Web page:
Driftline on Display

It was one of those mornings when everything on the driftline seemed to be out on display. I was waiting around, waiting for one of those high spring tides. The ones they call King Tide. The sand was wonderfully clean, and occasional sun breaks let the light in. Waiting gave me time to take a…

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Dreamy Drift Macrocystis

Magical MacrocystisWhat drift landed you on this shore? All still now Macrocystis, like a lot of marine organisms, has a dreamy quality. I came across the drifted mass featured here on May 20th, 2019. Other items from the May 20th driftline and throughout the year are posted at Wrack Line 2019. See how Macrocystis stacks…

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My 2015 King Tide Project – Swell Matters

I have a fascination with very high and very low tides. Who doesn’t – they’re rare events and when they occur, things happen. Low tides are great for the naturalist; everybody’s out digging clams and exploring rarely exposed beaches and tidepools. Very high tides catch just about everybody’s attention. Coastal flooding and beach erosion can…

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Common Marine Algae in the Northern Oregon Drift Line: A Gallery of Images

My post about bull kelp drift masses, back in early December, got me thinking about other algae people might find washed up in the drift line. On my home beaches, bull kelp is certainly the most noticeable. Small clumps of rockweed are abundant, and sea palms, when present, are hard to miss. Fresh giant kelp…

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Bull Kelp Drift: A Subtidal-to-Surf Zone Connection

What do you call a tangled mass of bull kelp on the beach? I’m not sure what you call a great spaghetti-like tangle of floats, stipes, and holdfasts, but after a long summer, masses and clumps of kelp wash onto the beach with the first big surf of the fall season. This clump was 112…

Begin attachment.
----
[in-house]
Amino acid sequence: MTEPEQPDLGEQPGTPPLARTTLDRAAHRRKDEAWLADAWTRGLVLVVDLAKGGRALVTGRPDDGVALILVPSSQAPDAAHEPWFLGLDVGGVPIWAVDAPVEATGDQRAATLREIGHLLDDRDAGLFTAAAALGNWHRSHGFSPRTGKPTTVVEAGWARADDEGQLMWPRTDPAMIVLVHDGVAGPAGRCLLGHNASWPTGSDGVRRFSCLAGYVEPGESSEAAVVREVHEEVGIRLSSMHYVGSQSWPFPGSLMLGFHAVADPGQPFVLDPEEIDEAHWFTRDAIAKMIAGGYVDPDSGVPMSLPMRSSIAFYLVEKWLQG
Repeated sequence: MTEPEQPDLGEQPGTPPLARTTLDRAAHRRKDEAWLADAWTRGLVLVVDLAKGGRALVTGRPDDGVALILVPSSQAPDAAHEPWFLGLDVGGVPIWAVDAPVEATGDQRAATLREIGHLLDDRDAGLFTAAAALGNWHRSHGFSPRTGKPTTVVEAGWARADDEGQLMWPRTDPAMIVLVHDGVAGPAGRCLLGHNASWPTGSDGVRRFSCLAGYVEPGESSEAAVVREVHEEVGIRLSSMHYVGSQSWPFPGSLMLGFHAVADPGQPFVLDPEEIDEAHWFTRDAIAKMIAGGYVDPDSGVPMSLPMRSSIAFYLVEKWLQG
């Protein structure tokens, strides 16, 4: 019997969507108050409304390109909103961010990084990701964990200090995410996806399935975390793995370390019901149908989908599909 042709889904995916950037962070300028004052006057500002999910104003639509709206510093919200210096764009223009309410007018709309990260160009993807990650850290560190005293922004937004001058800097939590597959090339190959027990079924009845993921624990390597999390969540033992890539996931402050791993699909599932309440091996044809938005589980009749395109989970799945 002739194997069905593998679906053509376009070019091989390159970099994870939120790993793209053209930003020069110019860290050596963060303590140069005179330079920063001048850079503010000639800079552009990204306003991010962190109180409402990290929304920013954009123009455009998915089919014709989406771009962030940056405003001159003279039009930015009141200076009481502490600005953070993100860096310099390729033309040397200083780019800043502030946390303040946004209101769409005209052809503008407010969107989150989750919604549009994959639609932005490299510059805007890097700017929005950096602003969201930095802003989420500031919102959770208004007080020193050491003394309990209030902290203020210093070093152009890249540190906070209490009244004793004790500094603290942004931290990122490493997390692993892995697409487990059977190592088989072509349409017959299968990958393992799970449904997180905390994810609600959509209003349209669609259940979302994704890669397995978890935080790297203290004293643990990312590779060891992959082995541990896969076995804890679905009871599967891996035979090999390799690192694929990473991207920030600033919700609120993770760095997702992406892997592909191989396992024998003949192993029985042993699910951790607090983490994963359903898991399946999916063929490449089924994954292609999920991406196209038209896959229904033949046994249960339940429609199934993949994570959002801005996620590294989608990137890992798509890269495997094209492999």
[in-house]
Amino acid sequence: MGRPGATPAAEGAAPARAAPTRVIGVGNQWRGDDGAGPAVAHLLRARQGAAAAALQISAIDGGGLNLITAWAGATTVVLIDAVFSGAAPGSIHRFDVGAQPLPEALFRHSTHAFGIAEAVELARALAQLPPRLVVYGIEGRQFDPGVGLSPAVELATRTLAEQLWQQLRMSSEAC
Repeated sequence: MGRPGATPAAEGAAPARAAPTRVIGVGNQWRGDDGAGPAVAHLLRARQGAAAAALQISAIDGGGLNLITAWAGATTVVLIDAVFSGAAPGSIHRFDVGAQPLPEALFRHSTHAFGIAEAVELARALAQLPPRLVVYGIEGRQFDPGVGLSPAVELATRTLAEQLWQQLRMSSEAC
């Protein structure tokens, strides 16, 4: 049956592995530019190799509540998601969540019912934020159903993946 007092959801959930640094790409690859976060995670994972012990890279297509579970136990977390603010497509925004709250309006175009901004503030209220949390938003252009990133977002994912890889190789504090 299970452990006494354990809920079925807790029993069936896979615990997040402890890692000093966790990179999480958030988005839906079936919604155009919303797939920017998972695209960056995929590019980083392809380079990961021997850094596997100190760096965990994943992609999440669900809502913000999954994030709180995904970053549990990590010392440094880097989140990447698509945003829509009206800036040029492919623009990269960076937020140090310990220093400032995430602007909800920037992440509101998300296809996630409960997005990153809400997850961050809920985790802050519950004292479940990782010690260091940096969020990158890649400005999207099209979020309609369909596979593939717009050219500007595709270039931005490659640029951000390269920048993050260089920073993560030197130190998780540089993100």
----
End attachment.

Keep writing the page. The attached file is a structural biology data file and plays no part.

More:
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Oceanic Crab Makes Landfall

Miles of monotonous sand. When I’m not concentrating on surf zone fishes and their prey, or the riches of the rocky intertidal, I’m walking the wrack line. If you look at Wrack Line 2014 or any of my Wrack Line pages, you will see examples of things that have washed up on the beach –…

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They Don’t Call ’em Surfperch for Nothing

On November 23 I posted this image on the TOS Facebook Page with the words, “Chilly morning on theoutershores.  Will the fish bite on these?”  I had an interest in catching a few surfperch, but it wasn’t meant to be.  Why did that happen?  Why no fish?  I might be able to offer an explanation.  My explanation…

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Eelgrass in the Wrack

This is eelgrass, Zostera marina.  A few days ago it was abundant in the wrack line, on the beach and in the surf.  Most of the eelgrass debris was composed of broken stems, but there were a few whole plants in the mix.  Eelgrass lives in estuaries and other sheltered places, not on sandy surf-swept…

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Estimating Flying Ant Day

If you follow TOS at all, you know I’m always checking out the wrack line. First thing I noticed May 8 was the unusual composition of the wrack; kind of a wrack line mystery. The fresh wrack was composed primarily of dead winged ants. The photograph above was taken in the morning, May 8. The…

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Redtail Rush

When I visit theoutershores I’m usually working on a project. Over the last few years I’ve been characterizing the community of surf fishes (see And the King of the Surf is…) and exploring color preferences (see Choices, Choices…Everywhere and Does Color Matter when Camo Rules?). This has left me with little time for carefree nature…

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